The Great Storm of 1287

Watching #StormErik pounding my garden makes me think of stories of a February day in 1287 when The Great Storm hit the coastline from Kent to East Sussex with such force that whole areas of coastline were changed for ever.  Important ports that made their living from their vicinity to the sea found their harbours blocked by silt and shingle and even parts of the cliff, complete with fortifications. Old Winchelsea, a thriving port, was completely destroyed to be rebuilt in around 1292, a few miles inland, in the grid system (then typically used in Aquitaine) on the orders of King Edward 1.

Why would the King himself be so interested in the fate of these small towns/ports ? – Well before King Henry V111 established the beginnings of a Royal Navy, it fell to just 5 towns along the south coast to work in the service of the King, for short periods of time each year, in exchange for freedom from paying taxes, and other privileges. If they were needed for longer (which they usually were) a handsome fee would be paid.  These towns were Dover, Sandwich, Hythe, Romney and Hastings. They were assisted by the two ‘Antient Towns’ of Rye and Winchelsea.  The King recognised their strategic importance in the defence of his realm and in facilitating trade across ‘The Narrow Sea’, as the English Channel was described.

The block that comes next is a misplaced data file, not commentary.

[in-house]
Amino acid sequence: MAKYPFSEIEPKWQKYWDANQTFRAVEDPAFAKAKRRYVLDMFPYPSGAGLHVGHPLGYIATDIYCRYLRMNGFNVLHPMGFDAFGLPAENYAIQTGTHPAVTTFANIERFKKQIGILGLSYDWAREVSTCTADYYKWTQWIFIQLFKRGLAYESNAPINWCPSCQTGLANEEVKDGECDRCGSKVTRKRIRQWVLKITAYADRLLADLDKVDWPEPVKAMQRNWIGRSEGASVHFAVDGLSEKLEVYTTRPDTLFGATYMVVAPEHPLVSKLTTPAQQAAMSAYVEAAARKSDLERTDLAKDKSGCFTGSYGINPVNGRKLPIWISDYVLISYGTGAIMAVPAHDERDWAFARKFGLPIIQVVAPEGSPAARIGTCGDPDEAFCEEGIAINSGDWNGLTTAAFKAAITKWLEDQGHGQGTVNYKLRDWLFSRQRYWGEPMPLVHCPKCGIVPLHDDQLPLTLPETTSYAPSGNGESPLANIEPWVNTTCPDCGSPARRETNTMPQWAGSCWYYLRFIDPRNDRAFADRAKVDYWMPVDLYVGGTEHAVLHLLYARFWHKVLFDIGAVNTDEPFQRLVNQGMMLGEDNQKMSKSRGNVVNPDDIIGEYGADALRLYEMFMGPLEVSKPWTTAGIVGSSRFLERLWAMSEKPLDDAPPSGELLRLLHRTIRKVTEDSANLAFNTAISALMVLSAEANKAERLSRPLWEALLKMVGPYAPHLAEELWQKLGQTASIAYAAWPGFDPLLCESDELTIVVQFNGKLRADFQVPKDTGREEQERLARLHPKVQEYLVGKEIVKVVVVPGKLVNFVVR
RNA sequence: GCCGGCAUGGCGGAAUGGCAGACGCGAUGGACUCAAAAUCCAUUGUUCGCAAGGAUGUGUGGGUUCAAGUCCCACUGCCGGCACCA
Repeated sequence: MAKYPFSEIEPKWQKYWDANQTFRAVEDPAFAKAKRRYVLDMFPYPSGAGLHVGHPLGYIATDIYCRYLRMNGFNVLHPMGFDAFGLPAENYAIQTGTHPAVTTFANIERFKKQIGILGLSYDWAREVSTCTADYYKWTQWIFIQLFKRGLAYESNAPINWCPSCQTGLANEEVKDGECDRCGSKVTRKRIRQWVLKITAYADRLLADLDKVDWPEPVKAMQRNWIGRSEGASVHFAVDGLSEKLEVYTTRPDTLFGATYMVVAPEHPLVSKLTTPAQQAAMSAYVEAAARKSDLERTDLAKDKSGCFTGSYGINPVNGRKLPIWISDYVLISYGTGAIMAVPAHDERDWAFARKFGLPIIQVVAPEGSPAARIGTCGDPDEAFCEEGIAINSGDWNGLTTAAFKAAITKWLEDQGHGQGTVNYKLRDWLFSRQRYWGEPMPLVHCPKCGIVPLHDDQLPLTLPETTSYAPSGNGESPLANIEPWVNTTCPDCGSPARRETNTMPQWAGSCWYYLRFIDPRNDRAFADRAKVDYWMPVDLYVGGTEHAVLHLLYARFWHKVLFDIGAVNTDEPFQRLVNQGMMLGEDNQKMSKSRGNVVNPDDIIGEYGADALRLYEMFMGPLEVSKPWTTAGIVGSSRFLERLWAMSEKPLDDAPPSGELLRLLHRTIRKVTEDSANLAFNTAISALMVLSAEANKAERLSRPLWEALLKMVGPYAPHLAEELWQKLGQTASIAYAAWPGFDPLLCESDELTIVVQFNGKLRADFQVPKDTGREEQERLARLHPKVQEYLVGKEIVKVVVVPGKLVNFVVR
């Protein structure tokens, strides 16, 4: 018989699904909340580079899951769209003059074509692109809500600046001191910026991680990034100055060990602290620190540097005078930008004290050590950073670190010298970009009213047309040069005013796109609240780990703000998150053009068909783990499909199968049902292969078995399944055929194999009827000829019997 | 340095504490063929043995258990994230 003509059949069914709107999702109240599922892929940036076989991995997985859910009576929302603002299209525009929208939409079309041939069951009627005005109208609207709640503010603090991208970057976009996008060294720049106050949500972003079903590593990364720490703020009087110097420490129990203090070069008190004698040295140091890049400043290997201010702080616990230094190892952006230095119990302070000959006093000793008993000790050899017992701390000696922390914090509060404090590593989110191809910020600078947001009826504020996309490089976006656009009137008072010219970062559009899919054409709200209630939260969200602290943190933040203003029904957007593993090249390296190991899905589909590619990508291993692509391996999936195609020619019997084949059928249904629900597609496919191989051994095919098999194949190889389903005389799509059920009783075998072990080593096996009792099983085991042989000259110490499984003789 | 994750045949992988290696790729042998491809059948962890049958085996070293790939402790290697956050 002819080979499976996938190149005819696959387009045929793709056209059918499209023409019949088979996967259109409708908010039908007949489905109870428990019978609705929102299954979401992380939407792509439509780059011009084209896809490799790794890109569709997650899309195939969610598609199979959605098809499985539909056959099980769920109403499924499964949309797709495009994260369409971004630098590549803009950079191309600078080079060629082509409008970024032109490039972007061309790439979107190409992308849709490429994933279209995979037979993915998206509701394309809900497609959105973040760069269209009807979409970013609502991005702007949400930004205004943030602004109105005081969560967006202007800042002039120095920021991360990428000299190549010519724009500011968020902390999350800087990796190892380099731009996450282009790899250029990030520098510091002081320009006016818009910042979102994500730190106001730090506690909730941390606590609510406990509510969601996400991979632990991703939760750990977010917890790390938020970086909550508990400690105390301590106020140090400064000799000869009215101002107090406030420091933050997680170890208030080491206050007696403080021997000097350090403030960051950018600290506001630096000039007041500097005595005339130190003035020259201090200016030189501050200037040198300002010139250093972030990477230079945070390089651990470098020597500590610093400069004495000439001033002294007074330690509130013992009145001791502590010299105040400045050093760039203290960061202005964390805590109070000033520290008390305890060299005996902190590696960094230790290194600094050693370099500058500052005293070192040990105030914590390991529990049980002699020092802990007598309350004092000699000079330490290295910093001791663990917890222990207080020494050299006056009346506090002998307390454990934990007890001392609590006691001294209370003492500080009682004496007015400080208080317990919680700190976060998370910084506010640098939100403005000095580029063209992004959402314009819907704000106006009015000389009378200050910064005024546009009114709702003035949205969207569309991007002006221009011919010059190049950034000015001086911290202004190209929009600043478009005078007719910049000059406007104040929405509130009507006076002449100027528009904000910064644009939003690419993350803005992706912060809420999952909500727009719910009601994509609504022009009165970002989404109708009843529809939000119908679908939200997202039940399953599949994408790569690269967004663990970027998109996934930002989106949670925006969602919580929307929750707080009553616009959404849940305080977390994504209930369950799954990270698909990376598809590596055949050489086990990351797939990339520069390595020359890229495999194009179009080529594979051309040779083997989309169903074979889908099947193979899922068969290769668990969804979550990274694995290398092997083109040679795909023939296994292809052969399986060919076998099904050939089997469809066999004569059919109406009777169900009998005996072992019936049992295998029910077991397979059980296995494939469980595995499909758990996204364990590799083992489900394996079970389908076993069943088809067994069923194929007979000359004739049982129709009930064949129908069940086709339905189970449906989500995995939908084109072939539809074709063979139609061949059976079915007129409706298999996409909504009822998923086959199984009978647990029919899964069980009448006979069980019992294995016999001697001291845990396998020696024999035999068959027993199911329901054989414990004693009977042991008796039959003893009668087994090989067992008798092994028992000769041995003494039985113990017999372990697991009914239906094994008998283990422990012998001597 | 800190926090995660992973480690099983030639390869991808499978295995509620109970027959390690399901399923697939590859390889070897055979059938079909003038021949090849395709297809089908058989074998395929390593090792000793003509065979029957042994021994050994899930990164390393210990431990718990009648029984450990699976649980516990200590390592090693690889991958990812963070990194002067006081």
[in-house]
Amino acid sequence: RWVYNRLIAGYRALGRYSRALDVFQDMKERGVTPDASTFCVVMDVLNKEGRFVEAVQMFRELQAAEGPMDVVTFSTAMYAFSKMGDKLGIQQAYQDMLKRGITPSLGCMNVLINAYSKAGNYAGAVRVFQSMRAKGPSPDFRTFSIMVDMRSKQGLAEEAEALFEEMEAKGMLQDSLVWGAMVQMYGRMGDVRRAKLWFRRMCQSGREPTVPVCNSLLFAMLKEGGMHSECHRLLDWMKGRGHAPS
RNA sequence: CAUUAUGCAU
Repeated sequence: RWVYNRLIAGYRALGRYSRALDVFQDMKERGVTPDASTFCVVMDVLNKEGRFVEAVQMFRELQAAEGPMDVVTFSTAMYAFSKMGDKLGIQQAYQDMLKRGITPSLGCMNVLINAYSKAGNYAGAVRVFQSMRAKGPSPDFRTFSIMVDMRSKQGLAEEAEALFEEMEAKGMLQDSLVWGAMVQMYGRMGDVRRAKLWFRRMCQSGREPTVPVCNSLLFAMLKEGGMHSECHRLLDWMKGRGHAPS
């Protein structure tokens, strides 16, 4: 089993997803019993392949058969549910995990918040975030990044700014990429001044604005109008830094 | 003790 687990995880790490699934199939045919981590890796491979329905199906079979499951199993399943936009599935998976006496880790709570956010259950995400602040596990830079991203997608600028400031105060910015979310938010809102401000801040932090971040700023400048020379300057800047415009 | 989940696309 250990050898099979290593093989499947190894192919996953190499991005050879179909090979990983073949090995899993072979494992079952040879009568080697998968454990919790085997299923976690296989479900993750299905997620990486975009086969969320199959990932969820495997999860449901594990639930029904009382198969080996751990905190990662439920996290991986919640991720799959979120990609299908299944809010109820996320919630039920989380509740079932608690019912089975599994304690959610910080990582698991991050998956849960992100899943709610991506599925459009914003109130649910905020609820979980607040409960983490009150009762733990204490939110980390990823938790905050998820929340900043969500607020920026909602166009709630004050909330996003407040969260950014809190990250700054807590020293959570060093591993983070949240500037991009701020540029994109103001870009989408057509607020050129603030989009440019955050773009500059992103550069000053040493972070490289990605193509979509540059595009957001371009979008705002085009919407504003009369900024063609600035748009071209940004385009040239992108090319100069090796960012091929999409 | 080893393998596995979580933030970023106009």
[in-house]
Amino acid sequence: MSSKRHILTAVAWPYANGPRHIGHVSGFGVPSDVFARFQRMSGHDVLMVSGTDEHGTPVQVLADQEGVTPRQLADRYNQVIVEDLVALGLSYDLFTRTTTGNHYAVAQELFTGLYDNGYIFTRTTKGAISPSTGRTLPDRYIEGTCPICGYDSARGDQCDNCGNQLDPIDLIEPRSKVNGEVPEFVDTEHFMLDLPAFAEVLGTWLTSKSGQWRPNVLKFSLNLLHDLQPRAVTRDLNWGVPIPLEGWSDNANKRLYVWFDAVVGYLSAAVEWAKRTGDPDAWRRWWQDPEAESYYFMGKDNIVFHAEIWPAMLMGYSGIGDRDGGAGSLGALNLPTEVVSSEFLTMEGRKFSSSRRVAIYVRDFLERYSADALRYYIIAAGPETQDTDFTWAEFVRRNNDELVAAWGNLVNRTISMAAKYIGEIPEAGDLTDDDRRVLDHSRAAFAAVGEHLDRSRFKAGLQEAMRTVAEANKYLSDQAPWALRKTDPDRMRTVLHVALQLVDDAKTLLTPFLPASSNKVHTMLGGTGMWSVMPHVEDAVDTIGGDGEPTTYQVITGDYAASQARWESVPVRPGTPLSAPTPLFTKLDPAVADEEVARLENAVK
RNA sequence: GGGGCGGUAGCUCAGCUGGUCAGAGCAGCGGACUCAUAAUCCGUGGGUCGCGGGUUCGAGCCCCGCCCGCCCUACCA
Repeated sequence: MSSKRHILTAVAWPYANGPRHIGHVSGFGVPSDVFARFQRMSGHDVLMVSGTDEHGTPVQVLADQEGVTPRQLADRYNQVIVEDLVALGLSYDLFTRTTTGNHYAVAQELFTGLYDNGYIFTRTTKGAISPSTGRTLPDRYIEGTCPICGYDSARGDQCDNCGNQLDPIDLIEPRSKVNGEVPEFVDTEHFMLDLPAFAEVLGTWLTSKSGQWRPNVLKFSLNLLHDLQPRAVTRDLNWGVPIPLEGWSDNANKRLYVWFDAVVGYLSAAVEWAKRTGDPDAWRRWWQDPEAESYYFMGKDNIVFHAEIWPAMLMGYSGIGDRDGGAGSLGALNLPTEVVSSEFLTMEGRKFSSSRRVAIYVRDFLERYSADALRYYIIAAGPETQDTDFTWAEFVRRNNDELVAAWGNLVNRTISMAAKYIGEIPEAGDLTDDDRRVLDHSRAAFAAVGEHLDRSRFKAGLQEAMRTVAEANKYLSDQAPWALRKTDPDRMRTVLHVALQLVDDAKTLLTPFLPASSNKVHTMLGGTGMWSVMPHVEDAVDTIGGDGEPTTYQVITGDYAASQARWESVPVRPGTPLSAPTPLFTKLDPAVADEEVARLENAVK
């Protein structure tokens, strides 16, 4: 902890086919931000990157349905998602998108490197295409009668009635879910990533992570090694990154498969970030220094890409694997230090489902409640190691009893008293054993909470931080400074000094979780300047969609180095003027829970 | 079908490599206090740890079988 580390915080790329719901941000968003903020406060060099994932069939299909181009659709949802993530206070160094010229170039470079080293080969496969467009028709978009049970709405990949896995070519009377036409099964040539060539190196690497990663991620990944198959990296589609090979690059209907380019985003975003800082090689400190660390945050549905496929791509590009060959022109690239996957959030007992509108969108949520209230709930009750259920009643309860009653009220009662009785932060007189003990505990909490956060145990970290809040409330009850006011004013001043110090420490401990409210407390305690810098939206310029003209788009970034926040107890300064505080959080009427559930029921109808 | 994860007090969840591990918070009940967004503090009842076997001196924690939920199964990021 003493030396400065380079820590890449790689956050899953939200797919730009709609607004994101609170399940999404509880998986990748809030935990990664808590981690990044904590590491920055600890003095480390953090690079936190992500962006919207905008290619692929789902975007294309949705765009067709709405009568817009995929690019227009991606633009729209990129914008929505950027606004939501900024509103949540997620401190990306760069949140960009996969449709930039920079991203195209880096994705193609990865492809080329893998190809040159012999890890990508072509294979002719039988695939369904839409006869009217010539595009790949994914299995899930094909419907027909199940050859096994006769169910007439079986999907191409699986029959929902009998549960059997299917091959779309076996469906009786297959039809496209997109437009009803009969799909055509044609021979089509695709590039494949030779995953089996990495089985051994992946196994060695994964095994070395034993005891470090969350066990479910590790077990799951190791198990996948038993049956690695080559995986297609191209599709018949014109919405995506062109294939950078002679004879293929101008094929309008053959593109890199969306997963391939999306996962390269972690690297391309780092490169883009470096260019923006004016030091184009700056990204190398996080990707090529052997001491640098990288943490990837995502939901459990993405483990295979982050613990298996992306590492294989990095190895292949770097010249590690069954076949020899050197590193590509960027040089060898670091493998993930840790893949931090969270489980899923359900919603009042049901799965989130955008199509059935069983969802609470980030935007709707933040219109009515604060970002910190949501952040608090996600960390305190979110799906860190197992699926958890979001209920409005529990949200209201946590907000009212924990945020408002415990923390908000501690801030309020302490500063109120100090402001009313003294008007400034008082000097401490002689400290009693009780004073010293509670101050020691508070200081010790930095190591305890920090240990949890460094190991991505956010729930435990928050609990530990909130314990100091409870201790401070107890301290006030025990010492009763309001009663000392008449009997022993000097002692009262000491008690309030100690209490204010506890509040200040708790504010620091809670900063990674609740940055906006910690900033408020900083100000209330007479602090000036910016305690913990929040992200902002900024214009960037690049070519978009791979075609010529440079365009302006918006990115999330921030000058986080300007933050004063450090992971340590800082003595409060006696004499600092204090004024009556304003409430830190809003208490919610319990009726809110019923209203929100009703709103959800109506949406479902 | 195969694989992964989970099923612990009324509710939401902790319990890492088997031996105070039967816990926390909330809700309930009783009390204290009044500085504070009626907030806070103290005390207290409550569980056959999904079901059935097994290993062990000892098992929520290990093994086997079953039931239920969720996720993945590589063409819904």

Probably the most dramatic change was wrought to the two towns of New Romney and Rye.  New Romney had been an important port, with the wide and deep flowing River Rother passing through it into the English Channel.  The storm was so severe that it served to completely silt up New Romney’s harbour and change the course of the River Rother bringing it to the town of Rye. So within just a few hours, New Romney found itself to be landlocked and a good mile from the sea, whilst Rye awoke to find itself with a brand-new River and a harbour!

 

It must have been terrifying, firstly having to deal with saving lives, and ships and property, but in the calm of the following days those villagers knew that they would have much work ahead in order to re-invent themselves or find a way of carrying on.  However, history shows us that they survived and the Cinque Ports carried on with their important role until well into the 16th century. Indeed, throughout Kent and East Sussex evidence of our past heritage survives today with due ceremony and pageantry, and town signs will still proudly tell you that this is a Cinque Port.

Discover the Cinque Ports and their fascinating and fun history on a guided tour with Yvonne Leach : yvonne@creativitytravel.co.uk

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